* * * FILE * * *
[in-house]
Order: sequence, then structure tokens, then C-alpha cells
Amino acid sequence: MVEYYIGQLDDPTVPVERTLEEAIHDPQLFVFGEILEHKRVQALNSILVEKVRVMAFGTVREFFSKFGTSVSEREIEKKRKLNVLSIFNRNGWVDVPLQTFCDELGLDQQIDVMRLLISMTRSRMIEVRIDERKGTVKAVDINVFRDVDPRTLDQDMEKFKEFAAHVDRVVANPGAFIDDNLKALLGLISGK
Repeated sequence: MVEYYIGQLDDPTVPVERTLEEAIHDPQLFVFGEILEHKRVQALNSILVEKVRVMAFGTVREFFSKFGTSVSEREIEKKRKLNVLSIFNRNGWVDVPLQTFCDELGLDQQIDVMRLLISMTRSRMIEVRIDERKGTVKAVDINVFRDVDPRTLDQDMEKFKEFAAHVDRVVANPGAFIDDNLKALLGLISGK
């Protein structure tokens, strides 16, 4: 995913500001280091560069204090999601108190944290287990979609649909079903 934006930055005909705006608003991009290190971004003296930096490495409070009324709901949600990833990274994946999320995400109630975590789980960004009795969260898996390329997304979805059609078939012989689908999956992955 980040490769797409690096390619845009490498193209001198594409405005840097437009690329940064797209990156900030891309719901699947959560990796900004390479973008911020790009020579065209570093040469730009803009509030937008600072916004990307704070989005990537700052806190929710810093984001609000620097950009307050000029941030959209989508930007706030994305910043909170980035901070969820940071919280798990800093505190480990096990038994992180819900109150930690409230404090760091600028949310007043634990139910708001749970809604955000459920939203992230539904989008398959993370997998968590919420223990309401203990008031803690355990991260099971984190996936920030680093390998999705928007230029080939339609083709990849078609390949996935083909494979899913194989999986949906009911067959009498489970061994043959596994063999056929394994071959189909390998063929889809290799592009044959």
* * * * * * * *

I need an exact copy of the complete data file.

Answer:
[in-house]
Order: sequence, then structure tokens, then C-alpha cells
Amino acid sequence: MVEYYIGQLDDPTVPVERTLEEAIHDPQLFVFGEILEHKRVQALNSILVEKVRVMAFGTVREFFSKFGTSVSEREIEKKRKLNVLSIFNRNGWVDVPLQTFCDELGLDQQIDVMRLLISMTRSRMIEVRIDERKGTVKAVDINVFRDVDPRTLDQDMEKFKEFAAHVDRVVANPGAFIDDNLKALLGLISGK
Repeated sequence: MVEYYIGQLDDPTVPVERTLEEAIHDPQLFVFGEILEHKRVQALNSILVEKVRVMAFGTVREFFSKFGTSVSEREIEKKRKLNVLSIFNRNGWVDVPLQTFCDELGLDQQIDVMRLLISMTRSRMIEVRIDERKGTVKAVDINVFRDVDPRTLDQDMEKFKEFAAHVDRVVANPGAFIDDNLKALLGLISGK
């Protein structure tokens, strides 16, 4: 995913500001280091560069204090999601108190944290287990979609649909079903 934006930055005909705006608003991009290190971004003296930096490495409070009324709901949600990833990274994946999320995400109630975590789980960004009795969260898996390329997304979805059609078939012989689908999956992955 980040490769797409690096390619845009490498193209001198594409405005840097437009690329940064797209990156900030891309719901699947959560990796900004390479973008911020790009020579065209570093040469730009803009509030937008600072916004990307704070989005990537700052806190929710810093984001609000620097950009307050000029941030959209989508930007706030994305910043909170980035901070969820940071919280798990800093505190480990096990038994992180819900109150930690409230404090760091600028949310007043634990139910708001749970809604955000459920939203992230539904989008398959993370997998968590919420223990309401203990008031803690355990991260099971984190996936920030680093390998999705928007230029080939339609083709990849078609390949996935083909494979899913194989999986949906009911067959009498489970061994043959596994063999056929394994071959189909390998063929889809290799592009044959």